Stomach cancer, also known as gastric cancer, is a cancer that develops from the lining of the stomach. Most cases of stomach cancers are gastric carcinomas, which can be divided into a number of subtypes including gastric adenocarcinomas. Lymphomas and mesenchymal tumors may also develop in the stomach. Early symptoms may include heartburn, upper abdominal pain, nausea and loss of appetite. Later signs and symptoms may include weight loss, yellowing of the skin and whites of the eyes, vomiting, difficulty swallowing and blood in the stool among others. The cancer may spread from the stomach to other parts of the body, particularly the liver, lungs, bones, lining of the abdomen and lymph nodes.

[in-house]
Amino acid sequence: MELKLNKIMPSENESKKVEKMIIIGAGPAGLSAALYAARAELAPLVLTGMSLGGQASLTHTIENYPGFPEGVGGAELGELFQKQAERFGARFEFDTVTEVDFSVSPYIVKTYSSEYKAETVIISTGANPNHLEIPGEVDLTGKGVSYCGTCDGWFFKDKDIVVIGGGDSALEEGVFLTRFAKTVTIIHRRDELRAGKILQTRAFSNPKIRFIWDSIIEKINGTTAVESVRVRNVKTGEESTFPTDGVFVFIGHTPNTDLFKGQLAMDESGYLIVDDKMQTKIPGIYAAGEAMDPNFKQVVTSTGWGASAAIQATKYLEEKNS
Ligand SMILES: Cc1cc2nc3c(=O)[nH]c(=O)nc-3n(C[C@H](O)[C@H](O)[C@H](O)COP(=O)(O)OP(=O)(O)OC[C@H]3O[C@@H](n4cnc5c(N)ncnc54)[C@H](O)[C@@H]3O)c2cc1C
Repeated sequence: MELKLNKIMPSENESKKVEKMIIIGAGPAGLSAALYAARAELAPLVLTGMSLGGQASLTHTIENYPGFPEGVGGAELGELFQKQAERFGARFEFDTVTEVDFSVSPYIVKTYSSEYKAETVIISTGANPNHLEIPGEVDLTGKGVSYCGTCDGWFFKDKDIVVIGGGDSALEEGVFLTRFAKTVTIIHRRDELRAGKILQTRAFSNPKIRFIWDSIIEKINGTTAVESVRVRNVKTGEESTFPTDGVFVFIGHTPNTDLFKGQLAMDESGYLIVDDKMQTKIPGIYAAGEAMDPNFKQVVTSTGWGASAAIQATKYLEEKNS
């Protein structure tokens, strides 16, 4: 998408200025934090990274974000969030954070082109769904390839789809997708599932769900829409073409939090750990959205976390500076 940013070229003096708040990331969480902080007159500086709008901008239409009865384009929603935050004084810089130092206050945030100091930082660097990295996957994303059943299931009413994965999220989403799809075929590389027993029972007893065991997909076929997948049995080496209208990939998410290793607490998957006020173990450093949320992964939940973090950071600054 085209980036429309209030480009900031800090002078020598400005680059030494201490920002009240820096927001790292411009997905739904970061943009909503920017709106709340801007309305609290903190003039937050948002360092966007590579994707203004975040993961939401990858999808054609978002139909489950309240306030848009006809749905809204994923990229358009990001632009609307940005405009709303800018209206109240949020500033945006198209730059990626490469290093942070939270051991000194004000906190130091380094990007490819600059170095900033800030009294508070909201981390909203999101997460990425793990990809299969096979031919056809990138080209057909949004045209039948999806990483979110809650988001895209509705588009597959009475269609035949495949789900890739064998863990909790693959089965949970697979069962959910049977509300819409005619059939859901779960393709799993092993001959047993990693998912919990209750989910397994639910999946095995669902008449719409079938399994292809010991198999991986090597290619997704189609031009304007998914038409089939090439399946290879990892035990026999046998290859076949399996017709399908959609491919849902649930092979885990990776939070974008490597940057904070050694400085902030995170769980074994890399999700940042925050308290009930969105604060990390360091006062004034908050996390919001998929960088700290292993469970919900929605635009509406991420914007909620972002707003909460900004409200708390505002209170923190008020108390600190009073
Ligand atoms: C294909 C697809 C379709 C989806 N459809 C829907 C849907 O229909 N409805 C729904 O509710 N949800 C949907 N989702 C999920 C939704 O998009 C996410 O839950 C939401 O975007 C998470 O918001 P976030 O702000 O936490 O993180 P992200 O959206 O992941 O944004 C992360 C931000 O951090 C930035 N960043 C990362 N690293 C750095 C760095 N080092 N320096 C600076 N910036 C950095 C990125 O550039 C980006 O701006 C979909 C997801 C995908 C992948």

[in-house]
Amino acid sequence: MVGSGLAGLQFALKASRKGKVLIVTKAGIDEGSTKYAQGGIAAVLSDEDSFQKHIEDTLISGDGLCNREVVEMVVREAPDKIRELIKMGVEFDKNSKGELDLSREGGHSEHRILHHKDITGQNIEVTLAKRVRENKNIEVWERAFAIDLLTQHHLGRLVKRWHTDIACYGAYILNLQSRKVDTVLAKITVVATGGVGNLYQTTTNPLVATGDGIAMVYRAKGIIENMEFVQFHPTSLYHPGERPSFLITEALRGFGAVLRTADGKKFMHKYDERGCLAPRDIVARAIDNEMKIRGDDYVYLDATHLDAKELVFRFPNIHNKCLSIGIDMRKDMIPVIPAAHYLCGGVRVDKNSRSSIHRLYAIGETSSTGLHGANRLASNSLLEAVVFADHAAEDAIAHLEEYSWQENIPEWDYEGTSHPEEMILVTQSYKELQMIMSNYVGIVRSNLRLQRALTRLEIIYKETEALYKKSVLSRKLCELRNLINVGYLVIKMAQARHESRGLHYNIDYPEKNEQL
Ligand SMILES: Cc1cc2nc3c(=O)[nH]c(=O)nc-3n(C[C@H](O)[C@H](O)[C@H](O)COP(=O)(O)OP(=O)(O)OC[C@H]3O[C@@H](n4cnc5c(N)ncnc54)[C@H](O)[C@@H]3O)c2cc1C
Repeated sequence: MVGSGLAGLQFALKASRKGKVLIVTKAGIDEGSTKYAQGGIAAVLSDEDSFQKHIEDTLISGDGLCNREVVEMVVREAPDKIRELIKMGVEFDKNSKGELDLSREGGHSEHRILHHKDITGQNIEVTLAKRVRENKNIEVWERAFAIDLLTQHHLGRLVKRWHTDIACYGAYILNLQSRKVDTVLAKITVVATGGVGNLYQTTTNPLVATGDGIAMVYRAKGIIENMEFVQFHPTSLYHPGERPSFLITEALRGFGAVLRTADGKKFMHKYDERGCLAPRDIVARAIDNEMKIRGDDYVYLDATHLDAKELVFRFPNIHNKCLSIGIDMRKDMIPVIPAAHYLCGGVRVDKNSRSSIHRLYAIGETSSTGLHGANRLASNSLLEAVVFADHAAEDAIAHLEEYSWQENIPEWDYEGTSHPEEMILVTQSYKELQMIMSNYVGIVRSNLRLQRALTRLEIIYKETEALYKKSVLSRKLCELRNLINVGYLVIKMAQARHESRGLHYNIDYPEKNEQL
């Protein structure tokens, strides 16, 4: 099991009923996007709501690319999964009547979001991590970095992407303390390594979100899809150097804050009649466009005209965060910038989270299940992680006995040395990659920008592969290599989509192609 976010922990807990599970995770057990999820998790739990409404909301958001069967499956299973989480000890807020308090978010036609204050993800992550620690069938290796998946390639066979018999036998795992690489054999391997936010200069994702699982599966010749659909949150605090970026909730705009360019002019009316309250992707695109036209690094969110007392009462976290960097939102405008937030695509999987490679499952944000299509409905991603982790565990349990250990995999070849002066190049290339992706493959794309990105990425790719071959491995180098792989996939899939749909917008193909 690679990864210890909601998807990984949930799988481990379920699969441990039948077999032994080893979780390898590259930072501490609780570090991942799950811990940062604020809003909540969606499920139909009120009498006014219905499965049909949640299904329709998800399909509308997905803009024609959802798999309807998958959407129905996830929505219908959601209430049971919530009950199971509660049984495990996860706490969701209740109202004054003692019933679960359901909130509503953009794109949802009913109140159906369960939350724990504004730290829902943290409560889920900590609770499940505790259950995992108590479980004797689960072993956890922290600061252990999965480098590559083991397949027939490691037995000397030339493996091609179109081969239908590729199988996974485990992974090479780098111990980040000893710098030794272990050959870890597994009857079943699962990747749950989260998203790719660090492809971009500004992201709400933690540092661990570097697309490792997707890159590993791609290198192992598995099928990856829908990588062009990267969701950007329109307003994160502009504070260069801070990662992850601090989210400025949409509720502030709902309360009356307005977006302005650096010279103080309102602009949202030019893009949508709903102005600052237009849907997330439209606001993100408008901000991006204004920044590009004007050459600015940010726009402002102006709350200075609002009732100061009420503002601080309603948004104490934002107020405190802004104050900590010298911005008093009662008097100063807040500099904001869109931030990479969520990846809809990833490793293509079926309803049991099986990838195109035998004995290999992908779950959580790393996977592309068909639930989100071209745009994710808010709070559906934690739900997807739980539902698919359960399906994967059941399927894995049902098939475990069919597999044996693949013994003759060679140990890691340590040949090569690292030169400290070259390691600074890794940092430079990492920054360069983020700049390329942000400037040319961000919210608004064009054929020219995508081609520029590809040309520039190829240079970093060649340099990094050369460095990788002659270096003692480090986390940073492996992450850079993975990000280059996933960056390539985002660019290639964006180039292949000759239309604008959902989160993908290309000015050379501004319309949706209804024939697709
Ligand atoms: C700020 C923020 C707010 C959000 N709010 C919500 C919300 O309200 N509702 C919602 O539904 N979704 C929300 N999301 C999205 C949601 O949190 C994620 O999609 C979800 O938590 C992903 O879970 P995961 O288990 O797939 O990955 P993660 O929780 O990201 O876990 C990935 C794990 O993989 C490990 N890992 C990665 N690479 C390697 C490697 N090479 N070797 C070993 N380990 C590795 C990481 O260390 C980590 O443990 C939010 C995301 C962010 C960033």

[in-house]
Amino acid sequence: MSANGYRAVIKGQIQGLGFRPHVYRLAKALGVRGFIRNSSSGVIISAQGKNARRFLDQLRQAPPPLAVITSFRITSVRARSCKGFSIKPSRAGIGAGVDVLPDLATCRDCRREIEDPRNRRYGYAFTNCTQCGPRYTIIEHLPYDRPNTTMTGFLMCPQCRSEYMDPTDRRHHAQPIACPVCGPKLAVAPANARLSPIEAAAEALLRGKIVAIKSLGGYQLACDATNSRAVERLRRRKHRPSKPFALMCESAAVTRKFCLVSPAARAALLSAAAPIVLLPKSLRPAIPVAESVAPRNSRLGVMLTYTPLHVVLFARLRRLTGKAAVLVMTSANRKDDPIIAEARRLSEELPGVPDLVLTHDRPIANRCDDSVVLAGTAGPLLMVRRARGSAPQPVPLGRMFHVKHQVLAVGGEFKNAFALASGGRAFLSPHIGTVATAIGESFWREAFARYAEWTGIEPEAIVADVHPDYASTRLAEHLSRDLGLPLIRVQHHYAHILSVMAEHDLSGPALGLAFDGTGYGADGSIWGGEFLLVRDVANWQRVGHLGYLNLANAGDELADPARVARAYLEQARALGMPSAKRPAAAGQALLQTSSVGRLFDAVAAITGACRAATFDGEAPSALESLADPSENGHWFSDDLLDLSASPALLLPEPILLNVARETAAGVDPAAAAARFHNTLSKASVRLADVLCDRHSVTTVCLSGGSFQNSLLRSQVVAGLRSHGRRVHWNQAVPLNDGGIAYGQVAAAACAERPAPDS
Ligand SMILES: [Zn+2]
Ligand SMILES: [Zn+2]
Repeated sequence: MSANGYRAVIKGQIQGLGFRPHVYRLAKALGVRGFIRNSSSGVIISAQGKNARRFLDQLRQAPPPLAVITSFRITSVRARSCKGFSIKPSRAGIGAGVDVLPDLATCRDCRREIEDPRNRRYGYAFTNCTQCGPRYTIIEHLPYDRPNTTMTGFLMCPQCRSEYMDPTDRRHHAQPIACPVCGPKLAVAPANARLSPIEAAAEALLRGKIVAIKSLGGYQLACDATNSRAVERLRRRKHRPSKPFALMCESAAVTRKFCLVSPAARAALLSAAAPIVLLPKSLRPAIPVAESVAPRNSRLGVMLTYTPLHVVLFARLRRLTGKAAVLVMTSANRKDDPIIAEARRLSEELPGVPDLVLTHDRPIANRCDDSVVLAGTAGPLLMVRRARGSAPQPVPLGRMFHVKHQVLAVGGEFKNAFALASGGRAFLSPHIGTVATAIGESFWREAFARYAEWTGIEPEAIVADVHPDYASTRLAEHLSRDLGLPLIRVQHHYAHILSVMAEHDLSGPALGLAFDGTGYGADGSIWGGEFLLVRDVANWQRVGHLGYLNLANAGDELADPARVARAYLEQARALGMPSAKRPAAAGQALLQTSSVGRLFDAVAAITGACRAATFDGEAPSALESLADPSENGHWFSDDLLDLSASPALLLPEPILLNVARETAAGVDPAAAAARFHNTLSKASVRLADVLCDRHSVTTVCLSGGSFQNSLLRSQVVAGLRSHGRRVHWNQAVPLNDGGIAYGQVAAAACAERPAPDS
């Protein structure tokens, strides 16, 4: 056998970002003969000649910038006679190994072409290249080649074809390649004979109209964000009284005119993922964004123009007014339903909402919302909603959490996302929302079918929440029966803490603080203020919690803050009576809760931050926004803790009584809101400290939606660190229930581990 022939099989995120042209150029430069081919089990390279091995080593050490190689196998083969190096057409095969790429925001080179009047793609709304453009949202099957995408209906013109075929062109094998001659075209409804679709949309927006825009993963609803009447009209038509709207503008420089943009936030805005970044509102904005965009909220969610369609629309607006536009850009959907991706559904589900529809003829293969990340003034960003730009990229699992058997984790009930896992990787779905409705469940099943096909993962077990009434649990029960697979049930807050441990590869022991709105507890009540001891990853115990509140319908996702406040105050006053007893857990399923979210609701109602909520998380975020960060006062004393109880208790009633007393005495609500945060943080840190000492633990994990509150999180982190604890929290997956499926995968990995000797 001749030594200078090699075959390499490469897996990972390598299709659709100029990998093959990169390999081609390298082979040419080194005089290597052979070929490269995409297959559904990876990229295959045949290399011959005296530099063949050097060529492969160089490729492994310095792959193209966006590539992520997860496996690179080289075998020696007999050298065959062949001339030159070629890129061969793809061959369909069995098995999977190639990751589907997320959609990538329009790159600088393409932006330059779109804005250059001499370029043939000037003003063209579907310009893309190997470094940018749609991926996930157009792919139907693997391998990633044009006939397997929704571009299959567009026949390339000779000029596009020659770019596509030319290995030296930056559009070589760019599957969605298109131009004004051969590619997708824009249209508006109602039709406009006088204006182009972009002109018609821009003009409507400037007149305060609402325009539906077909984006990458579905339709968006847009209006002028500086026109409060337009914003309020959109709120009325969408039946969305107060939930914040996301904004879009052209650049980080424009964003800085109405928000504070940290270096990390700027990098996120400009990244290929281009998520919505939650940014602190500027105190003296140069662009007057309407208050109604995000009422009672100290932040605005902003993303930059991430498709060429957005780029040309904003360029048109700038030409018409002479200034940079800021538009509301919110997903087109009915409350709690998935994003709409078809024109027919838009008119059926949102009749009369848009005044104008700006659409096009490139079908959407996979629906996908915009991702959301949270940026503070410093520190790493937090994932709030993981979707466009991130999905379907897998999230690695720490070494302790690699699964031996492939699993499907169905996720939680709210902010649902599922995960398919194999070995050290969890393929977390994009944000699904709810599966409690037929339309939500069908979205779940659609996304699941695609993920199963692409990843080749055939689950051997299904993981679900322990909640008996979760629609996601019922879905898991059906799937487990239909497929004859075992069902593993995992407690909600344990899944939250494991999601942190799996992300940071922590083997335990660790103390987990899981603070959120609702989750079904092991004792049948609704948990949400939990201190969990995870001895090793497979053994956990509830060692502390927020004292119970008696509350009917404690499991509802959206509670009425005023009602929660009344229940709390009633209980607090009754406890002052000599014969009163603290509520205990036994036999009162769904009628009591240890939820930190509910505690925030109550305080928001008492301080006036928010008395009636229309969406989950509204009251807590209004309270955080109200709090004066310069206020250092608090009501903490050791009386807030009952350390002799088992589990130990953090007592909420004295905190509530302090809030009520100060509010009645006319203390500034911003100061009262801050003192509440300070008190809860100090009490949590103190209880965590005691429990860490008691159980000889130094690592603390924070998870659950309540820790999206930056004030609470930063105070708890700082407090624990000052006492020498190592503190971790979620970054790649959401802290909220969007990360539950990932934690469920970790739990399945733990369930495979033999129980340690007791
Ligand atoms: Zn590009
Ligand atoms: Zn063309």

The most common cause is infection by the bacterium Helicobacter pylori, which accounts for more than 60% of cases. Certain types of H. pylori have greater risks than others. Smoking, dietary factors such as pickled vegetables and obesity are other risk factors. About 10% of cases run in families, and between 1% and 3% of cases are due to genetic syndromes inherited from a person’s parents such as hereditary diffuse gastric cancer. Most of the time, stomach cancer develops in stages over years. Diagnosis is usually by biopsy done during endoscopy. This is followed by medical imaging to determine if the disease has spread to other parts of the body. Japan and South Korea, two countries that have high rates of the disease, screen for stomach cancer.